Discovery: Arnold Oceng


Ignore the posters; The Good Lie is not about Reese Witherspoon’s character, a slightly cynical, Middle class American woman who is transformed when she meets three young refugees. Witherspoon’s Carrie is a secondary player. The film’s focus is on those three young men: Mamere, Paul, and Jeremiah.  

Orphaned by the Second Sudanese Civil War and confined to a refugee camp in Kenya for their entire adolescence, Mamere, Paul, and Jeremiah are finally allowed to immigrate to the U.S. just before 9/11. Mamere is the leader of the group—a role he took on reluctantly when his older brother Theo sacrificed himself to save them from guerrilla soldiers, and finds difficult to maintain in their new home of Kansas City, Missouri. He is soft-spoken and crippled with guilt, and played with great empathy by Arnold Oceng.

Both of Oceng’s costars, Emmanuel Jal (Paul) and Ger Duany (Jeremiah), were born in Sudan and victims—to say the least—of the Second Civil War. Like their characters, they were orphaned and trekked across Sudan towards Ethiopia; unlike their characters, they both became child soldiers before making it across the border. Oceng, however, is the odd one out. Born and raised in London in a Ugandan family, Oceng began acting as a child. By the time he was 14, had a regular role on the British, Degrassi-esque tween soap Grange Hill. When we talk with him over the phone he is riding a London bus. The person sitting next to him recognizes him and asks for a photograph together.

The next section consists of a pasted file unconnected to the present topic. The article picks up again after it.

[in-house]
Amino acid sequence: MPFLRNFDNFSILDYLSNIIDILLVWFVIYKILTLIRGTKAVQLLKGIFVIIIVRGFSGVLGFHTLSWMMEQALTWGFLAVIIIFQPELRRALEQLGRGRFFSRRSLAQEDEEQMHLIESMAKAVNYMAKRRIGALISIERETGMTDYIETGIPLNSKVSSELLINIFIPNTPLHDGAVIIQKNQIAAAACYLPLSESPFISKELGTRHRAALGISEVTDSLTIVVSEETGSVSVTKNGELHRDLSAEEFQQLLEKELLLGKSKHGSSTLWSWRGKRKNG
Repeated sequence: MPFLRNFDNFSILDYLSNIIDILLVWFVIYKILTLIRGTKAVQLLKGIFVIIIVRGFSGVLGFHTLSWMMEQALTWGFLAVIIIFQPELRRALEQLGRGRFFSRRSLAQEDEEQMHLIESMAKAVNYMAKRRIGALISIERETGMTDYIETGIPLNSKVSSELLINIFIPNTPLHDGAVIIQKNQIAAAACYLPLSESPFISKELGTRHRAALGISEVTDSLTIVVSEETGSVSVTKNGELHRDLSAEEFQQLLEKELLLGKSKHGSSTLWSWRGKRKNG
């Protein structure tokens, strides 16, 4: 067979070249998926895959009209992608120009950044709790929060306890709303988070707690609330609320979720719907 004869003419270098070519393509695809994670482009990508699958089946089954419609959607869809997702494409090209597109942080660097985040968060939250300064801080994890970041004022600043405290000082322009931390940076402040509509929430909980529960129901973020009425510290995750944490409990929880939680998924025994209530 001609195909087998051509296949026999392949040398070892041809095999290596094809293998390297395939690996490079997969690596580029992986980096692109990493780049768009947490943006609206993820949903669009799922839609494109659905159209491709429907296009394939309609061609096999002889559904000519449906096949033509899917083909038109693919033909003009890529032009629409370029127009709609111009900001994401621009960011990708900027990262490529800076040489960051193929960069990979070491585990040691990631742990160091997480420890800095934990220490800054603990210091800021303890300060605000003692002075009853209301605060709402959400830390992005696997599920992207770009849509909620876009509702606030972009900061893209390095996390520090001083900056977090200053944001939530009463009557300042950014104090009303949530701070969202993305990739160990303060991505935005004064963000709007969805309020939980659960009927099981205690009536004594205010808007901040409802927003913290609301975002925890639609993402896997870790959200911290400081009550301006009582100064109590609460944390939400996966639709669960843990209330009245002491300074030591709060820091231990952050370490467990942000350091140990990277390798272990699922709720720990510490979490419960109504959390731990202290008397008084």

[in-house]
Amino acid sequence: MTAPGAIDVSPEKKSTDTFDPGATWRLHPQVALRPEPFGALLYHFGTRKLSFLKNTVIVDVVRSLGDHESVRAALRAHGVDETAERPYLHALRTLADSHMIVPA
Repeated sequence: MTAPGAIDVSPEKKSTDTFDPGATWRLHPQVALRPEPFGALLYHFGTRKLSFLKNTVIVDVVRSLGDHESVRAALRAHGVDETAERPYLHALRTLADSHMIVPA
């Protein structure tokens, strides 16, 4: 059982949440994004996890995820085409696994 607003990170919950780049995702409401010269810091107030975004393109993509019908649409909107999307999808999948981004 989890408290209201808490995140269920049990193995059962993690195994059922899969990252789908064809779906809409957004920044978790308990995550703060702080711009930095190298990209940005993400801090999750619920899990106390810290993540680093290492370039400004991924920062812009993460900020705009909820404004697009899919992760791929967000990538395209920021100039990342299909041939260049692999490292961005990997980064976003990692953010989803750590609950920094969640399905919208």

AGE: 28

HOMETOWN: Brixton, South London. It used to be a place that had a bad rep; people considered it a ghetto, really. But now the government’s pumped a lot of money in and it’s totally changed. It’s a really cool, trendy place to live now.  


FAMILY LIFE: I have an older sister and a younger brother; my younger brother’s 10, and my older sister’s 30. We do totally different things. My sister’s actually a diplomat for the Foreign Office. I don’t really get to see her that much, because she’s in Vietnam at the moment. Before that she was in Afghanistan.

My father unfortunately passed away when I was two. He died when I was so young, it’s not really something I miss—you don’t miss something you never had. But I’m a bit of a mummy’s boy. My mum is my everything. She’s my best friend. Especially when it comes to African families, if you say you want to act, they really frown on that. They want you to be doctors, lawyers—all that sort of stuff. But my mum, from day one, she’s been the one who has supported and pushed me. Everything I do, I just want to make her proud. I’m being soppy…[but] when we have the London premiere [of The Good Lie], she’s definitely going to be there by my side.